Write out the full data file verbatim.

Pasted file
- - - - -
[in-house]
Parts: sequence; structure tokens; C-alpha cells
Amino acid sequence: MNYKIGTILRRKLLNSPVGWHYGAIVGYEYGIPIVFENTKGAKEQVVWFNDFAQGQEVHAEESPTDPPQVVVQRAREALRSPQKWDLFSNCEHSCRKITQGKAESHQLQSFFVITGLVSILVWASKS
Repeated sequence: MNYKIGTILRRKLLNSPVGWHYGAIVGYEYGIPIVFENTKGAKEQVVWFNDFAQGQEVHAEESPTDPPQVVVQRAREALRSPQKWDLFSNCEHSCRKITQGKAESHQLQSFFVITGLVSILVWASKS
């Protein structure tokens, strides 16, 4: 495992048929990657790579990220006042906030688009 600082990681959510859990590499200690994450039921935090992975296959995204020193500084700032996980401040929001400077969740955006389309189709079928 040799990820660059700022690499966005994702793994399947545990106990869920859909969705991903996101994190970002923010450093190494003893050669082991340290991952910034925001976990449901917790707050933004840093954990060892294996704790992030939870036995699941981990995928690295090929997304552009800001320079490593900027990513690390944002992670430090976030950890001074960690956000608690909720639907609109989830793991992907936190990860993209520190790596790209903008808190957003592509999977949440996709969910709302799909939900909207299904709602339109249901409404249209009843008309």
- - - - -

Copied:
[in-house]
Parts: sequence; structure tokens; C-alpha cells
Amino acid sequence: MNYKIGTILRRKLLNSPVGWHYGAIVGYEYGIPIVFENTKGAKEQVVWFNDFAQGQEVHAEESPTDPPQVVVQRAREALRSPQKWDLFSNCEHSCRKITQGKAESHQLQSFFVITGLVSILVWASKS
Repeated sequence: MNYKIGTILRRKLLNSPVGWHYGAIVGYEYGIPIVFENTKGAKEQVVWFNDFAQGQEVHAEESPTDPPQVVVQRAREALRSPQKWDLFSNCEHSCRKITQGKAESHQLQSFFVITGLVSILVWASKS
């Protein structure tokens, strides 16, 4: 495992048929990657790579990220006042906030688009 600082990681959510859990590499200690994450039921935090992975296959995204020193500084700032996980401040929001400077969740955006389309189709079928 040799990820660059700022690499966005994702793994399947545990106990869920859909969705991903996101994190970002923010450093190494003893050669082991340290991952910034925001976990449901917790707050933004840093954990060892294996704790992030939870036995699941981990995928690295090929997304552009800001320079490593900027990513690390944002992670430090976030950890001074960690956000608690909720639907609109989830793991992907936190990860993209520190790596790209903008808190957003592509999977949440996709969910709302799909939900909207299904709602339109249901409404249209009843008309």